Table 3 :Pattern of evolution of opioid abuse (N=76) and IDU related physical complications (n=32)

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   Discussion Top

The typical profile of a buprenorphine abuser that has been reported commonly in the literature is that of an urban, young to middle aged (19-42 years) male, who has had some school or college education, and has a low-to-middle level occupation. [10],[11],[13],[20] Our patients also had a similar demographic profile. A majority of treatment seekers (79%) in our study group were coerced into the treatment plan by their guardians/spouse. This, perhaps indicates a lower level of motivation among our patients, also evidenced by the fact that there was a high dropout rate during follow-up.

A majority of patients attending our center followed the 'royal road to opioid': from nicotine via alcohol, cough syrup, cannabis, sedatives, to opioid abuse. Before graduating to pure opioid abuse, many of these patients went through abuse of milder varieties of the opioid group of drugs, especially phensedyl cough syrup, spasmoproxyvon capsules, and the like. The most characteristic opioid abuse pattern was the abuse of brown sugar through inhalation (chasing). Thirty-two (42.1%) patients had a history of injection buprenorphine abuse (IDU) either as a current abuse pattern or with a history of IDU in the past [Table 3]. Abuse of buprenorphine alone was reported in 13-54% of the cases, by various authors, in the past. [12],[20],[21],[22]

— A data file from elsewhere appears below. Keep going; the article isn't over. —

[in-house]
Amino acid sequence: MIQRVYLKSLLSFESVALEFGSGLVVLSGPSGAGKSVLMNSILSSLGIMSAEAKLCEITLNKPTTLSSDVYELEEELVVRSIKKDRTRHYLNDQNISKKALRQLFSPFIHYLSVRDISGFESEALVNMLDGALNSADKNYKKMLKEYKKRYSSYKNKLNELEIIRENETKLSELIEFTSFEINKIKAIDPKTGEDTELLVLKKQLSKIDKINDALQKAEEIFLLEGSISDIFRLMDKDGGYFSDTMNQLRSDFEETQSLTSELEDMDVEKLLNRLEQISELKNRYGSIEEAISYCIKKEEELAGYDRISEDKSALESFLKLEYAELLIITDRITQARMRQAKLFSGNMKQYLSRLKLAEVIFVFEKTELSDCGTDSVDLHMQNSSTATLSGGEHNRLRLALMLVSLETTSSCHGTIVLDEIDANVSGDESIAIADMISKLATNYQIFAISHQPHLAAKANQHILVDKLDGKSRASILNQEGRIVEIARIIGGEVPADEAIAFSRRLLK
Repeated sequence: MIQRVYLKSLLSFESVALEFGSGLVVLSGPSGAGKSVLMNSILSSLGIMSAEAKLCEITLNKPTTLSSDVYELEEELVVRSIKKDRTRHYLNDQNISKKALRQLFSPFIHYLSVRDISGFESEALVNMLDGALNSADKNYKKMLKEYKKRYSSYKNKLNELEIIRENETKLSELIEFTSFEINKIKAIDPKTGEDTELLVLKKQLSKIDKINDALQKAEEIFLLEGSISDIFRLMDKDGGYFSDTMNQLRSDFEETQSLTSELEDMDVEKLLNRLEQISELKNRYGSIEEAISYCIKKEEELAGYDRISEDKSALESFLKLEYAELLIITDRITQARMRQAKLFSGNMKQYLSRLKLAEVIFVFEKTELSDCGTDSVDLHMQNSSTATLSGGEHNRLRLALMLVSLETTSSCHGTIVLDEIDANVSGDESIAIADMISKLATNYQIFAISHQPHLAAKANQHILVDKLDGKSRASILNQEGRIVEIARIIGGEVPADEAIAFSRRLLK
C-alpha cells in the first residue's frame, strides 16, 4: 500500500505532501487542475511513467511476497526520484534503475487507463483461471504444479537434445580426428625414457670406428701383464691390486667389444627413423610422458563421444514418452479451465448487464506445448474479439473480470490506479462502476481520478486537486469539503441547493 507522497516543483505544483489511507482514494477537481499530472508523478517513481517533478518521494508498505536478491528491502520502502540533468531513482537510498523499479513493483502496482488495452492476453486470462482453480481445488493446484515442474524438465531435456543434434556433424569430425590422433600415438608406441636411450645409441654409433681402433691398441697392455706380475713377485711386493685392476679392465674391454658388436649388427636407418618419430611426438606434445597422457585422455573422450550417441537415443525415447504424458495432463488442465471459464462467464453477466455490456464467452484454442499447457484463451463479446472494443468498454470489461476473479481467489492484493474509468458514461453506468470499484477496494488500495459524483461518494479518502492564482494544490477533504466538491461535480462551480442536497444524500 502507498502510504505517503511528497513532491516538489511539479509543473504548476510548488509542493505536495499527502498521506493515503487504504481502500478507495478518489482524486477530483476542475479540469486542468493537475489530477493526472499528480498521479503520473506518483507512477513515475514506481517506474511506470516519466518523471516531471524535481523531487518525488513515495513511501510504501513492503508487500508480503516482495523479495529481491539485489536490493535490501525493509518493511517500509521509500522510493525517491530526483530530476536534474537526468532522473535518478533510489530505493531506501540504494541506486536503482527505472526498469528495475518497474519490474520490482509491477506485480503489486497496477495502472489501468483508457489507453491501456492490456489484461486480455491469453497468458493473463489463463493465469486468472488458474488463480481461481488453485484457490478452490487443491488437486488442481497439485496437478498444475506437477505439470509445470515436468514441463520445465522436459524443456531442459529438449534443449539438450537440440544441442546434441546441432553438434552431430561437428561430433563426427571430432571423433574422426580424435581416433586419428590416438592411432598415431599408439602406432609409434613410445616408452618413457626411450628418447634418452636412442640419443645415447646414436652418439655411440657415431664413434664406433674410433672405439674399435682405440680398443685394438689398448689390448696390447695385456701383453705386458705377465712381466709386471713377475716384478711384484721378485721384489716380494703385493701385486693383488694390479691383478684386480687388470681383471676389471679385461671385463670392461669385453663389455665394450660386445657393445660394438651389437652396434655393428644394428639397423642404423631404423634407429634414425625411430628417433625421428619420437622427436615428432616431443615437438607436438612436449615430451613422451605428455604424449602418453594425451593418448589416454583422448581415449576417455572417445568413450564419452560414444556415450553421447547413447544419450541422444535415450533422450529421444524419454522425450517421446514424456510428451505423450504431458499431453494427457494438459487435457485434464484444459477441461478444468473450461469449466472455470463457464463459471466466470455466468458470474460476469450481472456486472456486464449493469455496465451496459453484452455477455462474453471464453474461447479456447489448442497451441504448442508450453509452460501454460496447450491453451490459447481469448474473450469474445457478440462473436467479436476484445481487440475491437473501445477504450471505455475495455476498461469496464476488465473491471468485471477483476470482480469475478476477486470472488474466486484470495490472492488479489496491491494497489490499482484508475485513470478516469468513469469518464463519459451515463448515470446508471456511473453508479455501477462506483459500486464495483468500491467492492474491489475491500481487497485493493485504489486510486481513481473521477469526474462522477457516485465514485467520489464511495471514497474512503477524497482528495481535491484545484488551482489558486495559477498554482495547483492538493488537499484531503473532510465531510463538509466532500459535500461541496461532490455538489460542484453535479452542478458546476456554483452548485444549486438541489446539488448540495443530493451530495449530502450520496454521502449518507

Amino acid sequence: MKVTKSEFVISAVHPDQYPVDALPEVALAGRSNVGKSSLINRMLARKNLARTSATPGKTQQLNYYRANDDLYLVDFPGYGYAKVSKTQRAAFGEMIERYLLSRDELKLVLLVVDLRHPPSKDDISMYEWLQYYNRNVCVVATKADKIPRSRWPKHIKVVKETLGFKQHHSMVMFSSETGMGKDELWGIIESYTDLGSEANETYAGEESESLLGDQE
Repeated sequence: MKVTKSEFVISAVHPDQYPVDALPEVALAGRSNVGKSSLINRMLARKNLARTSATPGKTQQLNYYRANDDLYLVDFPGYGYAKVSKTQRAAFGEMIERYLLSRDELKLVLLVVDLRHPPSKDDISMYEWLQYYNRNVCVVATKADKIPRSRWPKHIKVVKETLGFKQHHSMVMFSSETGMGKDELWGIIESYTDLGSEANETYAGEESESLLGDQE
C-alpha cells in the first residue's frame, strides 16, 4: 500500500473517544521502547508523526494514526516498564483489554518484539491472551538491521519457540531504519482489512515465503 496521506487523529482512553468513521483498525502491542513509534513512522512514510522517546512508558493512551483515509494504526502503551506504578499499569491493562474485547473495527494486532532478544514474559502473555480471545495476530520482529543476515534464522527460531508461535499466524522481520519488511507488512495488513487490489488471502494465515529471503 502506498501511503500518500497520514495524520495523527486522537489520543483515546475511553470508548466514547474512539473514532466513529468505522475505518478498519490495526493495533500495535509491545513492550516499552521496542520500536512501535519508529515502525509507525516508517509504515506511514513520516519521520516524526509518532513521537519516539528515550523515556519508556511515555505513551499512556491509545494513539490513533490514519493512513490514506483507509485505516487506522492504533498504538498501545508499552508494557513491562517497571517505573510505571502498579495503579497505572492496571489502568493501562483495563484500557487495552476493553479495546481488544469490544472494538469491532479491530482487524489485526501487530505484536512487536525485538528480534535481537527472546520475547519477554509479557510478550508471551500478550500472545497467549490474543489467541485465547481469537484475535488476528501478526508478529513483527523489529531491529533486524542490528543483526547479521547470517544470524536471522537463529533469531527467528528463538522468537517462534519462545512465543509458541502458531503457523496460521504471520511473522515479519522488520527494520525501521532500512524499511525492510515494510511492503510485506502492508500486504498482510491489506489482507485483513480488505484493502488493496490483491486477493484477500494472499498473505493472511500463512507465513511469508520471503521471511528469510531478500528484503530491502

Analyzing their lifetime diagnosis pattern, we found that many of our patients (76.3%) went back and forth between opioid abuse and other substances of abuse, depending on the availability of brown sugar/buprenorphine and the availability of the necessary finance. Cough syrup (Phensedyl), nitrazepam (Nitrosun), and alcohol were the common add-on drugs to opioid abuse, for these patients. Other reported co-abused substances were Cannabis and Carisoprodol. [10],[11],[12],[13],[14],[15],[16],[17],[18],[19],[20]